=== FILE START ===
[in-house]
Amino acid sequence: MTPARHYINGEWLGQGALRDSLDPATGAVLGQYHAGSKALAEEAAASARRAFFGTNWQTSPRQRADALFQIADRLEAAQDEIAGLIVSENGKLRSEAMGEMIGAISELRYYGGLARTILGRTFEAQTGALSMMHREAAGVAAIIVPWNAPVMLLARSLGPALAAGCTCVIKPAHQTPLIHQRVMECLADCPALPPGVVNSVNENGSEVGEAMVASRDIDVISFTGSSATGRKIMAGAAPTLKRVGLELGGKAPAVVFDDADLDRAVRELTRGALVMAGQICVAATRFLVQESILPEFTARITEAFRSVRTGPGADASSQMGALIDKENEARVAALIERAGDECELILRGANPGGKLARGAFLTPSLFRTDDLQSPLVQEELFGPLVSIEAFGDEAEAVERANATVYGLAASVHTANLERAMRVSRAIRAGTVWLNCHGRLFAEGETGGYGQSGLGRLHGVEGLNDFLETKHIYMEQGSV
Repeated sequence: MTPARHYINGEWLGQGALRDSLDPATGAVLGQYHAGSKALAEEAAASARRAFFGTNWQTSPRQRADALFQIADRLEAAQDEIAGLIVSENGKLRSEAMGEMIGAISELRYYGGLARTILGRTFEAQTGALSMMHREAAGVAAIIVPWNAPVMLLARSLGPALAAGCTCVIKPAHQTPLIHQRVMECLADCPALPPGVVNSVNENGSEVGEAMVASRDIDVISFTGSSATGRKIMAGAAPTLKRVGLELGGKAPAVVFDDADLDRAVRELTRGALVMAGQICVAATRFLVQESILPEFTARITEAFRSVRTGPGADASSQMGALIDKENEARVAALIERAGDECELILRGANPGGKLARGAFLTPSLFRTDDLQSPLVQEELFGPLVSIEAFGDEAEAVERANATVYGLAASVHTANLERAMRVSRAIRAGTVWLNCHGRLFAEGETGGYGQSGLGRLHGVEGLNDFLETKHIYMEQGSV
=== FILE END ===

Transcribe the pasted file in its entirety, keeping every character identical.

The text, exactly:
[in-house]
Amino acid sequence: MTPARHYINGEWLGQGALRDSLDPATGAVLGQYHAGSKALAEEAAASARRAFFGTNWQTSPRQRADALFQIADRLEAAQDEIAGLIVSENGKLRSEAMGEMIGAISELRYYGGLARTILGRTFEAQTGALSMMHREAAGVAAIIVPWNAPVMLLARSLGPALAAGCTCVIKPAHQTPLIHQRVMECLADCPALPPGVVNSVNENGSEVGEAMVASRDIDVISFTGSSATGRKIMAGAAPTLKRVGLELGGKAPAVVFDDADLDRAVRELTRGALVMAGQICVAATRFLVQESILPEFTARITEAFRSVRTGPGADASSQMGALIDKENEARVAALIERAGDECELILRGANPGGKLARGAFLTPSLFRTDDLQSPLVQEELFGPLVSIEAFGDEAEAVERANATVYGLAASVHTANLERAMRVSRAIRAGTVWLNCHGRLFAEGETGGYGQSGLGRLHGVEGLNDFLETKHIYMEQGSV
Repeated sequence: MTPARHYINGEWLGQGALRDSLDPATGAVLGQYHAGSKALAEEAAASARRAFFGTNWQTSPRQRADALFQIADRLEAAQDEIAGLIVSENGKLRSEAMGEMIGAISELRYYGGLARTILGRTFEAQTGALSMMHREAAGVAAIIVPWNAPVMLLARSLGPALAAGCTCVIKPAHQTPLIHQRVMECLADCPALPPGVVNSVNENGSEVGEAMVASRDIDVISFTGSSATGRKIMAGAAPTLKRVGLELGGKAPAVVFDDADLDRAVRELTRGALVMAGQICVAATRFLVQESILPEFTARITEAFRSVRTGPGADASSQMGALIDKENEARVAALIERAGDECELILRGANPGGKLARGAFLTPSLFRTDDLQSPLVQEELFGPLVSIEAFGDEAEAVERANATVYGLAASVHTANLERAMRVSRAIRAGTVWLNCHGRLFAEGETGGYGQSGLGRLHGVEGLNDFLETKHIYMEQGSV